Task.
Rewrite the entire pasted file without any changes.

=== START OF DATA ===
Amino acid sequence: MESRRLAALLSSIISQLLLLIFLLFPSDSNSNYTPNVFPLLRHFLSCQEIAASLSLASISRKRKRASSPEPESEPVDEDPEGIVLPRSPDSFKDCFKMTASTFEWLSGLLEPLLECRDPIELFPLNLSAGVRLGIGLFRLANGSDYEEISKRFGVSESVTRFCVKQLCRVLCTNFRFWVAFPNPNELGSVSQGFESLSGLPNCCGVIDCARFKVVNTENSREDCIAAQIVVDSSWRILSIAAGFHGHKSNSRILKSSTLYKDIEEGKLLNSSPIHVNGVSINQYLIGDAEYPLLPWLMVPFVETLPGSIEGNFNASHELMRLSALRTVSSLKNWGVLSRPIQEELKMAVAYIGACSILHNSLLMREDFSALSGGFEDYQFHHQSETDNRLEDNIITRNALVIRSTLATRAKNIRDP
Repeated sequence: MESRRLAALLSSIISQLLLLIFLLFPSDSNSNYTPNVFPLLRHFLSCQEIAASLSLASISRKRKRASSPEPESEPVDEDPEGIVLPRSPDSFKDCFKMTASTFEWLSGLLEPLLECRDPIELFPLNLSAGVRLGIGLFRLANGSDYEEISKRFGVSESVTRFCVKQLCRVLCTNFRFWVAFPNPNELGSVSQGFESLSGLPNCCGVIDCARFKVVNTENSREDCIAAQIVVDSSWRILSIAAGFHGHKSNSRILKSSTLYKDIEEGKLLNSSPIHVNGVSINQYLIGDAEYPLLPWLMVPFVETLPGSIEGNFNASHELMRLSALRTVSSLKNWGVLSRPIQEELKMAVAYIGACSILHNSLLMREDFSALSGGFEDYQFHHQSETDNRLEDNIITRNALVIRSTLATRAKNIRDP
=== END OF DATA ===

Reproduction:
Amino acid sequence: MESRRLAALLSSIISQLLLLIFLLFPSDSNSNYTPNVFPLLRHFLSCQEIAASLSLASISRKRKRASSPEPESEPVDEDPEGIVLPRSPDSFKDCFKMTASTFEWLSGLLEPLLECRDPIELFPLNLSAGVRLGIGLFRLANGSDYEEISKRFGVSESVTRFCVKQLCRVLCTNFRFWVAFPNPNELGSVSQGFESLSGLPNCCGVIDCARFKVVNTENSREDCIAAQIVVDSSWRILSIAAGFHGHKSNSRILKSSTLYKDIEEGKLLNSSPIHVNGVSINQYLIGDAEYPLLPWLMVPFVETLPGSIEGNFNASHELMRLSALRTVSSLKNWGVLSRPIQEELKMAVAYIGACSILHNSLLMREDFSALSGGFEDYQFHHQSETDNRLEDNIITRNALVIRSTLATRAKNIRDP
Repeated sequence: MESRRLAALLSSIISQLLLLIFLLFPSDSNSNYTPNVFPLLRHFLSCQEIAASLSLASISRKRKRASSPEPESEPVDEDPEGIVLPRSPDSFKDCFKMTASTFEWLSGLLEPLLECRDPIELFPLNLSAGVRLGIGLFRLANGSDYEEISKRFGVSESVTRFCVKQLCRVLCTNFRFWVAFPNPNELGSVSQGFESLSGLPNCCGVIDCARFKVVNTENSREDCIAAQIVVDSSWRILSIAAGFHGHKSNSRILKSSTLYKDIEEGKLLNSSPIHVNGVSINQYLIGDAEYPLLPWLMVPFVETLPGSIEGNFNASHELMRLSALRTVSSLKNWGVLSRPIQEELKMAVAYIGACSILHNSLLMREDFSALSGGFEDYQFHHQSETDNRLEDNIITRNALVIRSTLATRAKNIRDP